Over the years in all of the bass tournaments that I've fished, there have been many days when the wind or current had baitfish set up in predictable locations and the bass were fired up, in eating mode and we were able to take advantage of the situation.

     Always keep your eyes peeled on your sonar unit and on the water, looking for the presence of baitfish because there are likely bigger fish nearby.

Water Temperatures

     Water temperature is another important element in fishing because it can increase or decrease the activity levels of the fish that we are hunting. Knowing which direction the temperature changes have on each specific species will help you determine where to look for these fish and what type of presentation to show them based on their attitude.

     I love bass fishing in the summer when we get an extended run of hot weather. Bass like warm water and on those dog days of summer more and more smallmouths move shallower as the day gets hotter. Knowing this, in tournament situations, I'll often save my best spots to fish after lunch when things have heated up and fish are most active. On waters like Lake of the Woods and Rainy Lake which have a lot of crayfish I think part of the deal is that the crayfish actually get a lot more active crawling around on the rocks and they get the smallmouths excited.

 

     As well, the metabolism of fish increases as the water warms so theoretically they should have an increased appetite. All I know is that these days are the best for catching bass on topwater baits or around pieces of cover like weed clumps or logs where they will hide in the
shade waiting for food to move by.

     There have been many times over the years where, during these hot spells I have stumbled into schools of big walleyes in shallow weed beds or gigantic muskies sunning themselves on shallow reefs. When things heat up, don't be afraid to look shallow.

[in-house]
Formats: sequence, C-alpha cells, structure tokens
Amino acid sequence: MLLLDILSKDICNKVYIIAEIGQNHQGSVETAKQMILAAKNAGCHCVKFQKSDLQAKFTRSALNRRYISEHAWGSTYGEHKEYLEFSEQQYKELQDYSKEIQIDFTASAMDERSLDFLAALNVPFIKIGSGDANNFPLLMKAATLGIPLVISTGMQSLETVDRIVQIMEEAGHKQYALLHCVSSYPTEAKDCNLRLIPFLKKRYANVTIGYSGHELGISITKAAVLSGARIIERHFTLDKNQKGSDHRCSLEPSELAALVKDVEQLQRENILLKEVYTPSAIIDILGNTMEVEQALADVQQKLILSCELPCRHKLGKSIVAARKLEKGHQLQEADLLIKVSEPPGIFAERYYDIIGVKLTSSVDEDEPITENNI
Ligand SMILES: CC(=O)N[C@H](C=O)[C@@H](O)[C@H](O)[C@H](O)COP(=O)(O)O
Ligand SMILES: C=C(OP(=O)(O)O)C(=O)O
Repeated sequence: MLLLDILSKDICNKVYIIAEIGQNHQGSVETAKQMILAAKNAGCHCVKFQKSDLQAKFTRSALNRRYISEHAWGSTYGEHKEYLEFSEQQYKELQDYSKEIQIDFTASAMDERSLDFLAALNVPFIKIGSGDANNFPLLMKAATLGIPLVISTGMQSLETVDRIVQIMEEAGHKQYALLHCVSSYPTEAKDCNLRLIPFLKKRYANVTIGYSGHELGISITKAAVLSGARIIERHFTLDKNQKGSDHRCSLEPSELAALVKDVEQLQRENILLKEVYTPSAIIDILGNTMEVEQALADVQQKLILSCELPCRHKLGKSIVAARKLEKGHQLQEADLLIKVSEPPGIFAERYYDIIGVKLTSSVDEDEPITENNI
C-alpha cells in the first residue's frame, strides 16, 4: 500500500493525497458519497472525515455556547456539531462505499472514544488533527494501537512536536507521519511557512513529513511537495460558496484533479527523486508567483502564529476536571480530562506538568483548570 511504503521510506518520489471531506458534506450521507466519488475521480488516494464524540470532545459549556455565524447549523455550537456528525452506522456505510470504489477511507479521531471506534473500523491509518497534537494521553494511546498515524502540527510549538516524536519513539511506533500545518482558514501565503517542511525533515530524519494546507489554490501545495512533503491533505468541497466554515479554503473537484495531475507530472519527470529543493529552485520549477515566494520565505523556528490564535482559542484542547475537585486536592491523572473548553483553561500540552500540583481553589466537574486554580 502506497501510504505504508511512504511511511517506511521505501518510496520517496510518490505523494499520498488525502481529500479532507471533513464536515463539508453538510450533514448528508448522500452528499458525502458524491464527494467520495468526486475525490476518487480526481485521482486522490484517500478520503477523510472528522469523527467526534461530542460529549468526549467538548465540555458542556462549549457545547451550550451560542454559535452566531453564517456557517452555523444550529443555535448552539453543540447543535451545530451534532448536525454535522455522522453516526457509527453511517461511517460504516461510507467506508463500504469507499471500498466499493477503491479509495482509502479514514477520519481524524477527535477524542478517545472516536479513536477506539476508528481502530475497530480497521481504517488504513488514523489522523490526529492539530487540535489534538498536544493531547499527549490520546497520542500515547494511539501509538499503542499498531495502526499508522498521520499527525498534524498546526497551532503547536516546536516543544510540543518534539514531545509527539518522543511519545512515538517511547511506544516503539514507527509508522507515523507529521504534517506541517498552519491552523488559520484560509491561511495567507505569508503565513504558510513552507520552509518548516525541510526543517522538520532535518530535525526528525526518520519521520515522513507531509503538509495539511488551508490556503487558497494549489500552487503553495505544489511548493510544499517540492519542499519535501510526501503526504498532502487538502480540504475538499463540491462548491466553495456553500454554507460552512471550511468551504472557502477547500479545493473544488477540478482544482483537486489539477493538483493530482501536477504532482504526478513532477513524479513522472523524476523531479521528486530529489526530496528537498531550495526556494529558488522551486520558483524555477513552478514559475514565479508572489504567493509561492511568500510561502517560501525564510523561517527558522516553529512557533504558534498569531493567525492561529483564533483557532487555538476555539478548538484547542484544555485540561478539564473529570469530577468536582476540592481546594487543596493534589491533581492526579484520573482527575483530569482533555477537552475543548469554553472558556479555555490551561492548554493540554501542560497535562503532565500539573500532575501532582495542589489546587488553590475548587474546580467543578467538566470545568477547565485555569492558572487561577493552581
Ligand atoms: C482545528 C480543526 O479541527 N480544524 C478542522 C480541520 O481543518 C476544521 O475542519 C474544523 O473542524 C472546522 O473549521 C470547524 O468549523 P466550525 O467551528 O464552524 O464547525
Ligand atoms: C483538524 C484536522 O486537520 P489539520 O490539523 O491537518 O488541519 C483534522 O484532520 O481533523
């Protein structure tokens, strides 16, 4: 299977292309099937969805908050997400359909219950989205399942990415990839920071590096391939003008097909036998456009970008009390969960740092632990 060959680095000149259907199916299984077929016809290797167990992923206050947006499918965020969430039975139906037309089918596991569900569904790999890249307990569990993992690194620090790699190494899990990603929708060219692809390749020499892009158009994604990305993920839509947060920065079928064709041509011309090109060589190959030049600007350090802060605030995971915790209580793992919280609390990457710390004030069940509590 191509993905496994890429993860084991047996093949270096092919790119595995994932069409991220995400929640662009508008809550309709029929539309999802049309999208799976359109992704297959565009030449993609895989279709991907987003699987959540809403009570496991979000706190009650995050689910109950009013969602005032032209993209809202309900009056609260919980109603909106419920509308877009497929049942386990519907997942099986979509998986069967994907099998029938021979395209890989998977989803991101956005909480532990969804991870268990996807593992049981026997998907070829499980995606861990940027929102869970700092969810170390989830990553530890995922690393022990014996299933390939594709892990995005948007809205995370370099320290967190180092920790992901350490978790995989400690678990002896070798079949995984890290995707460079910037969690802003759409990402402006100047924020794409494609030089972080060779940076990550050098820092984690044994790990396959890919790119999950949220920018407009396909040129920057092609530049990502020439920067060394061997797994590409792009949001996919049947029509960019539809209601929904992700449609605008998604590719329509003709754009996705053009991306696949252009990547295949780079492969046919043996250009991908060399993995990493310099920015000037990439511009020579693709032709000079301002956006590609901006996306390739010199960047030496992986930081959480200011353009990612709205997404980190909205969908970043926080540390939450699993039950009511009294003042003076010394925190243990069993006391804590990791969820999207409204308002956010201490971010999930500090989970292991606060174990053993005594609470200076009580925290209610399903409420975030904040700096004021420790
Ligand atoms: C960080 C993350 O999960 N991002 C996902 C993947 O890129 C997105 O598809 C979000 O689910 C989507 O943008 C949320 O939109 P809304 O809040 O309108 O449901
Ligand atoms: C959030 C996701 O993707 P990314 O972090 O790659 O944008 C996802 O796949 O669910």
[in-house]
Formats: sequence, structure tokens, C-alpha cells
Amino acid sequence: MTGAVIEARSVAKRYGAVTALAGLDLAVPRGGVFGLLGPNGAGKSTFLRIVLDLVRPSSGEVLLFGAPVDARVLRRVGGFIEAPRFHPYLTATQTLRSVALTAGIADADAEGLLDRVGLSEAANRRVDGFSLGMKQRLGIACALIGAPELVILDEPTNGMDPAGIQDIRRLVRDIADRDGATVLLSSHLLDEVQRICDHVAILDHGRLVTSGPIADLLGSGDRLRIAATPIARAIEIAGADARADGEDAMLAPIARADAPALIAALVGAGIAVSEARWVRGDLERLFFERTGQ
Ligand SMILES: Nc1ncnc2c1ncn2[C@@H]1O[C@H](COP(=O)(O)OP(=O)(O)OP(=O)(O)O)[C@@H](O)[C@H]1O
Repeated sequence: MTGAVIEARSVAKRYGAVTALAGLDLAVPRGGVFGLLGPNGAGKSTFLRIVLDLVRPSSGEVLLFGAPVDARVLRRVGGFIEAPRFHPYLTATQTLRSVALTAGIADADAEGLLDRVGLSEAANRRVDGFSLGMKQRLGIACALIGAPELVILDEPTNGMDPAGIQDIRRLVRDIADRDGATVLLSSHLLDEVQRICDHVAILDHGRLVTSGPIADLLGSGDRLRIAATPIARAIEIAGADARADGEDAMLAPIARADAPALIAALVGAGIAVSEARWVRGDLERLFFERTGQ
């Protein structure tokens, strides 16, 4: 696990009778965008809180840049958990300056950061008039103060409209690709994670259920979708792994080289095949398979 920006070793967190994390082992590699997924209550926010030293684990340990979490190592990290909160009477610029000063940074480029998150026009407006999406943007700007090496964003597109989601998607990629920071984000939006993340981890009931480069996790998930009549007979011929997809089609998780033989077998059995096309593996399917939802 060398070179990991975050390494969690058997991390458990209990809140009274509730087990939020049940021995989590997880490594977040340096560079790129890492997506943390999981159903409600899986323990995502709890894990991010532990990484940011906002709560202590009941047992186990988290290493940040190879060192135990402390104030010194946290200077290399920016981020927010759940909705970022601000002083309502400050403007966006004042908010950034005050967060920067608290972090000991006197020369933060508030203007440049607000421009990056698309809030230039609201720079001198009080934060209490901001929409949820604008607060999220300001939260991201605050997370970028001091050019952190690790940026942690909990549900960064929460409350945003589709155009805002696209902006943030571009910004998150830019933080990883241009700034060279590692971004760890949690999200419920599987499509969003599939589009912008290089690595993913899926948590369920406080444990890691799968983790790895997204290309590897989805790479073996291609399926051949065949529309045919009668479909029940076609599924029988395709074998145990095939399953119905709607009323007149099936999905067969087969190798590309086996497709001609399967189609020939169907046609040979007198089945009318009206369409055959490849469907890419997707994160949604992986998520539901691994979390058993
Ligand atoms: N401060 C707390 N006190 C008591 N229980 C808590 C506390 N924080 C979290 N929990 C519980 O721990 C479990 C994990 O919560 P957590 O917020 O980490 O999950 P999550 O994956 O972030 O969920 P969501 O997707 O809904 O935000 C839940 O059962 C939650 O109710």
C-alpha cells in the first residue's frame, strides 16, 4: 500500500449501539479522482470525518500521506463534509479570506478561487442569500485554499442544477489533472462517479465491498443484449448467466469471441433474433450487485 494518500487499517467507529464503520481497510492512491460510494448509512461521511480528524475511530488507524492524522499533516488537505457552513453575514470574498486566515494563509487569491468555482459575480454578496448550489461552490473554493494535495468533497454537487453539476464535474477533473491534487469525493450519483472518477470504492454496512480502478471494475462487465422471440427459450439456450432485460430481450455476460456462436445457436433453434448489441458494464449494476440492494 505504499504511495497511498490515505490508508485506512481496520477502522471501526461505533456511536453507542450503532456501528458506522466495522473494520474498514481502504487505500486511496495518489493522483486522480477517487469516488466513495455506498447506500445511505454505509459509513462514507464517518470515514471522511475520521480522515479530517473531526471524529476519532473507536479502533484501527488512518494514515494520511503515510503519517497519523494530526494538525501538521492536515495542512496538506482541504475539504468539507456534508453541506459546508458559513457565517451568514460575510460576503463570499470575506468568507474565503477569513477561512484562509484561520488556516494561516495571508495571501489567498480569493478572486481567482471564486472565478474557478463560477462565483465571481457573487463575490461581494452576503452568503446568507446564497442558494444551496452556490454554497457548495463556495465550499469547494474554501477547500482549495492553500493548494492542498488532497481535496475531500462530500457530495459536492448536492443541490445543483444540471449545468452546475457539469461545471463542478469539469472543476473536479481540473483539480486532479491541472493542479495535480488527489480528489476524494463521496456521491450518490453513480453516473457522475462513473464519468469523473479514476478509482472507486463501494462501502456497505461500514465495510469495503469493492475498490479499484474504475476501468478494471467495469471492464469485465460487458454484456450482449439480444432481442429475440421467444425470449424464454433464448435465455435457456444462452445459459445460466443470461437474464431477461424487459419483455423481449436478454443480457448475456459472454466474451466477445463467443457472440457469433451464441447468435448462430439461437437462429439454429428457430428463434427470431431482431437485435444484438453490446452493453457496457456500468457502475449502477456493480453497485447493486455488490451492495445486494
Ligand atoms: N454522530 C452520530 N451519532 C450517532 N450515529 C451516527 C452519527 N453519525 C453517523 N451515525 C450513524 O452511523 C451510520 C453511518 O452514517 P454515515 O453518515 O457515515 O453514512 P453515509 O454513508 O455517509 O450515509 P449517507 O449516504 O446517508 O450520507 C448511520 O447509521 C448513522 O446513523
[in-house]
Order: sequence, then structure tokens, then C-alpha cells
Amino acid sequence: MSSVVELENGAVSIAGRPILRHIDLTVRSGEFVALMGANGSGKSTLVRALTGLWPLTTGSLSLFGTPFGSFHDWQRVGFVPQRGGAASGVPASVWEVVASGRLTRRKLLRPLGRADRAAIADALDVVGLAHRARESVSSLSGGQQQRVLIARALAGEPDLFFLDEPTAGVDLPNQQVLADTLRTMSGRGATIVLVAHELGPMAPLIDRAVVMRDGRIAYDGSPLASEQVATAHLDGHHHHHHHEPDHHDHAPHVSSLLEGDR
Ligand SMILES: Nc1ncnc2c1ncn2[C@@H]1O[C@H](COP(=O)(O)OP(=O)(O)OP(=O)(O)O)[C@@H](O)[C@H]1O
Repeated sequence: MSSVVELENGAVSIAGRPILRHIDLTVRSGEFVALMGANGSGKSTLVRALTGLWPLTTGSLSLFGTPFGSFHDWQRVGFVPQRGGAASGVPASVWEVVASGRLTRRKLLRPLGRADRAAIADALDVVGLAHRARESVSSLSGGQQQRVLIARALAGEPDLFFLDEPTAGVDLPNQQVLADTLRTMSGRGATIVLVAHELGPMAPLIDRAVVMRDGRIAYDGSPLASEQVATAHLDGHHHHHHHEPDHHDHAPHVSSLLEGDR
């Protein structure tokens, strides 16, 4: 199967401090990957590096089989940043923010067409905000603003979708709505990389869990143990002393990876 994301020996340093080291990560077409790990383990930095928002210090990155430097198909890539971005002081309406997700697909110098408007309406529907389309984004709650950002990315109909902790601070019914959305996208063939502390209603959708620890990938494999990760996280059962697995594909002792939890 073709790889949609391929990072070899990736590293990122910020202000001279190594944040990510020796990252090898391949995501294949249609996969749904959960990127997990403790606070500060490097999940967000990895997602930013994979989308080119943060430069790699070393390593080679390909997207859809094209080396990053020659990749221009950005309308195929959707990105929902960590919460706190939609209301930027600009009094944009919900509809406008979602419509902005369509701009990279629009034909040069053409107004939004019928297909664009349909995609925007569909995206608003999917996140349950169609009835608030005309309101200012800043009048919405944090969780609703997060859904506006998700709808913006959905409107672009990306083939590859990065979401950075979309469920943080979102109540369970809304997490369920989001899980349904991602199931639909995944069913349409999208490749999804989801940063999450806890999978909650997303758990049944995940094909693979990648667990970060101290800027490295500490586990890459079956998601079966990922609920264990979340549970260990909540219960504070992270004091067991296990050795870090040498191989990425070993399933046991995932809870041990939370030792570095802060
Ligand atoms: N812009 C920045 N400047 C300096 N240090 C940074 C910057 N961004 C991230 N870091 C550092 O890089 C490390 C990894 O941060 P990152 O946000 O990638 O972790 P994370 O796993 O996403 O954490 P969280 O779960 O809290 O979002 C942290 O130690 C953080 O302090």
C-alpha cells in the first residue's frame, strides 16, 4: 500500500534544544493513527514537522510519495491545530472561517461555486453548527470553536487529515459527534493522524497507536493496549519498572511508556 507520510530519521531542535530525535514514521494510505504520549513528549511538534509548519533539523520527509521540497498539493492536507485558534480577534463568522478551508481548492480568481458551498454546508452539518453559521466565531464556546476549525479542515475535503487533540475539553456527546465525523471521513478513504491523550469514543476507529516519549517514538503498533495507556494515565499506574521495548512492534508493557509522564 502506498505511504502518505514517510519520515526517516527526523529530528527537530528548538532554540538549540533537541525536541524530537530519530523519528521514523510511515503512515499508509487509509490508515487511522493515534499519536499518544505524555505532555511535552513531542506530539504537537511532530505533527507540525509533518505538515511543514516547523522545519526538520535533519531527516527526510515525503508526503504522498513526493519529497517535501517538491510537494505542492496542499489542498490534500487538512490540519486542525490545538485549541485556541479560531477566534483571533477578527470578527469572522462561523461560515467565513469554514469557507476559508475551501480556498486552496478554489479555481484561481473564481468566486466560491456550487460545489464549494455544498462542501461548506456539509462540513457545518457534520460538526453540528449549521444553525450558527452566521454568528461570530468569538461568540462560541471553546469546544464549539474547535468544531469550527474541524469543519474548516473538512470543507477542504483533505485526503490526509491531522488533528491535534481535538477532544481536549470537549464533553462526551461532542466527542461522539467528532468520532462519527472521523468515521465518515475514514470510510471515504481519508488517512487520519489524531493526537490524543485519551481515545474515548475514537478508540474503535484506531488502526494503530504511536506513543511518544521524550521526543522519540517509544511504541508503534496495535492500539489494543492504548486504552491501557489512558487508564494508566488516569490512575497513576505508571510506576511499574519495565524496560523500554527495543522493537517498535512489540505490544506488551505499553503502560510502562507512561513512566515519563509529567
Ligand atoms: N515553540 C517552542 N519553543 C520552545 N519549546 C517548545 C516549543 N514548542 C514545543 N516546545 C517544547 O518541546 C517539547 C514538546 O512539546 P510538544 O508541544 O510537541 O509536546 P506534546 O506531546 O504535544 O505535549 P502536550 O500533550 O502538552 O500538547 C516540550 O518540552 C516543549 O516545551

Keeping Up The Equipment

     As another season approaches we should all take the time to make sure our equipment is in the best possible condition before we actually go fishing. On my boat, it's very important to me that my transducers are mounted properly where I can get a good depth reading while I'm
running at high speeds and that they work properly when I'm fishing. I want to be able to mark fish as well as my jigs if I'm fishing under the boat. I go so far as to mount an extra transducer on the back of my boat for a back-up in case my main one is damaged or quits working.

     With my rods and reels I like to make sure that there are no damaged guides on the rods and that the reel seats are working properly. I re-spool my reels with fresh line and make sure that they are all running smoothly. If there are any catches in the reels or the bail springs are not working properly on your spinning reels, take them to a reel repair shop for a tune up. You'll get your reel back and it will be just like new.

 

     Finally, go through your tackle boxes and get rid of the junk. The rusted hooks, the bent or kinked soft plastics and the stuff that you have been carrying around for years but never use.

     Having all your gear ready when you hit the water makes it much easier to take advantage of every fishing situation that you're faced with so all you have to do is find the fish and catch them.

By Jeff Gustafson – Just Fishing